The highest leverage debut appearance came from Joey Devine, who entered a game in the top of the 12th inning for the Braves. Devine’s appearance was rated a leverage of 2.31. Devine was one of Bobby Cox’s last options from a bullpen that appears to have been depleted from the previous couple of games. Devine pitched a scoreless top of the 12th, struck out trying to lay down a bunt with two strikes in the bottom of the 12th, then got into trouble in the top of the 13th before surrendering a grand slam and taking the loss.
     
    Meanwhile, Bill Bray was credited with a win in his debut appearance—without facing a batter. Pitching for the Nationals and manager Frank Robinson, Bray entered a game in Milwaukee in the bottom of the 8th inning with a runner on first and two outs, his team trailing by a run. He was brought in to face the rookie Prince Fielder, but the baserunner was caught stealing after the first pitch, ending the inning. The Nationals scored two runs in the top of the 9th and another pitcher replaced Bray to record a save. Bray got the win. The baserunner who was thrown out? Corey Koskie, in his final major league season.
     
    Jesse Crain's MLB debut in August 2004 was in a 0.51 leverage situation, trailing by five runs in the 4th inning versus the Angels. Gardy pulled no punches with Crain’s next two appearances, however, with leverage indexes of 2.85 and 3.41 each, one of those being an extra-inning appearance.
     
    As far as leverage is concerned, I am not sure there is enough information—here or anywhere, perhaps—to determine whether a debut appearance in a high leverage situation will impact a career negatively. Introducing a relief pitcher into a low leverage situation wouldn’t seem to hurt, however.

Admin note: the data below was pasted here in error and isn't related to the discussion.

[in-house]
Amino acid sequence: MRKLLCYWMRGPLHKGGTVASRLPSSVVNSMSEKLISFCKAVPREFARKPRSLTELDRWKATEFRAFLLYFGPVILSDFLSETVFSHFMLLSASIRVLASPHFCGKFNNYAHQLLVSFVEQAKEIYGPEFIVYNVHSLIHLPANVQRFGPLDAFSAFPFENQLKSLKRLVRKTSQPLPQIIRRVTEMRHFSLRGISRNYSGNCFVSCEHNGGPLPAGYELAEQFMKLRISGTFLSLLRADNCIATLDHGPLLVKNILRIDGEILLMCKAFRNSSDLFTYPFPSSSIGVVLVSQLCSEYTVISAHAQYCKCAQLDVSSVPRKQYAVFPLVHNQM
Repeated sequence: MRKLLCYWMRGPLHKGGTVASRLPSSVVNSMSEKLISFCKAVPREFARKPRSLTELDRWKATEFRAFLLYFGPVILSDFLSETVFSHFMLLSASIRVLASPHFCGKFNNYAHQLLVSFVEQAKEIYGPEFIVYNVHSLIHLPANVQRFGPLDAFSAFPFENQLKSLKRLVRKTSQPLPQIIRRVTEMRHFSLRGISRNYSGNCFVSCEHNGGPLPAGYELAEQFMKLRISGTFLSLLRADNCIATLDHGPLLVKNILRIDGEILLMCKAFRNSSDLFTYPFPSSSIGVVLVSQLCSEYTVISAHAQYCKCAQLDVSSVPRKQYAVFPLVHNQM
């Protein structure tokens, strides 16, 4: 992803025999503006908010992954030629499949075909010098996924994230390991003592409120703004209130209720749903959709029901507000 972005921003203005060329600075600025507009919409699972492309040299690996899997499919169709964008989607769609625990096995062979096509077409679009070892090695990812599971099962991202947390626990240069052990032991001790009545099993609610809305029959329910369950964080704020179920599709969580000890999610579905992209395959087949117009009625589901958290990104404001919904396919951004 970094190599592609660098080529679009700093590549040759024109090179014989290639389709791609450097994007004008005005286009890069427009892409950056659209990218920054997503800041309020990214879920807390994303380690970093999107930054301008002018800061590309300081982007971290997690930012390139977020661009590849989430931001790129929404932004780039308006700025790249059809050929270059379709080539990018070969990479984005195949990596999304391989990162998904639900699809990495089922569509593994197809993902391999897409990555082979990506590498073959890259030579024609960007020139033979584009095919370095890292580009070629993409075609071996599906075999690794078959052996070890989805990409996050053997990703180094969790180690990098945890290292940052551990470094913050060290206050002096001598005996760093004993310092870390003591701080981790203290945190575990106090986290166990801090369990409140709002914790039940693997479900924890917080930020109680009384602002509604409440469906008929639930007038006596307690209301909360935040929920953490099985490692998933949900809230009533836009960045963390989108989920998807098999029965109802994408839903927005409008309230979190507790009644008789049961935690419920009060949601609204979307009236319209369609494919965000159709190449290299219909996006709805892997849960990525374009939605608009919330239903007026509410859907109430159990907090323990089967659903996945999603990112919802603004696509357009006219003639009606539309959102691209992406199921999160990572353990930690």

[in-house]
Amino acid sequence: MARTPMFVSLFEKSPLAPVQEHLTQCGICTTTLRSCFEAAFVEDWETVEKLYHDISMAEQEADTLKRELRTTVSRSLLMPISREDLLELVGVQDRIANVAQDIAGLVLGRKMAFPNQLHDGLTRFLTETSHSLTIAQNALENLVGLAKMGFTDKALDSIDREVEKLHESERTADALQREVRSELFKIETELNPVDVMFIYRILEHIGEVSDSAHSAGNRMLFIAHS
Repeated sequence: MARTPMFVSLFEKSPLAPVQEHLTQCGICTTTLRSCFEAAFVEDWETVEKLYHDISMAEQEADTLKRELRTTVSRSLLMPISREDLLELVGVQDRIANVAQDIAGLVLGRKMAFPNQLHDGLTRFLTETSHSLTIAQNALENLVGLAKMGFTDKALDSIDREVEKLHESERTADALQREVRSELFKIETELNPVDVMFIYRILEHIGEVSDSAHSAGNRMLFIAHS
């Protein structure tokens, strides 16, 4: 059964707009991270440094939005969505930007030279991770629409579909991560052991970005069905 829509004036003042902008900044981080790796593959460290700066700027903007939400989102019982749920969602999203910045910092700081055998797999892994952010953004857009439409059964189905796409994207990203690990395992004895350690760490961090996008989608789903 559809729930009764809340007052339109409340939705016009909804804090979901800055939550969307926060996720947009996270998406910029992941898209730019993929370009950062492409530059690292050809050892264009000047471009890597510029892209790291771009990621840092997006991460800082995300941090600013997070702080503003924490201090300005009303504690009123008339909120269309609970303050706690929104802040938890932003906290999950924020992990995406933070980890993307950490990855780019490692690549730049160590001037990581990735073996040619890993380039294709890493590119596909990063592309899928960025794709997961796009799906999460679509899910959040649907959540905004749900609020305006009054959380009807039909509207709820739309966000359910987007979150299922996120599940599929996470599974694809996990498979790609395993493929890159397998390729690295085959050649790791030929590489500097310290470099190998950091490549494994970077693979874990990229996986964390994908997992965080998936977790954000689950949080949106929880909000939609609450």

Other Pitchers
     
    In the following bar graph are the innings pitched of some additional pitchers, including Twins, who were not part of the original set of 11. Each of these pitchers were also relief pitchers in college and developed as relief pitchers in the minors:
     
    Figure 4: Relief pitchers, innings pitched in minor leagues, represented as a bar graph


     
    The first three remain Street, Storen, and Perez. The next two pitchers, separated by extra space in the middle, are Chargois and Nick Burdi. Chargois’s stats are through his debut in June, while Burdi’s stats are through the end of 2015, before his 2016 season began.
     
    The next group of six pitchers is made up of Twins. In order, from left: Billy Bullock, Luke Bard, Zack Jones, Jake Reed, Trevor Hildenberger, and Jesse Crain. The stats for Crain are up through his major league debut in 2004. The stats for the other five Twins pitchers run through the end of the 2015 season and do not include 2016.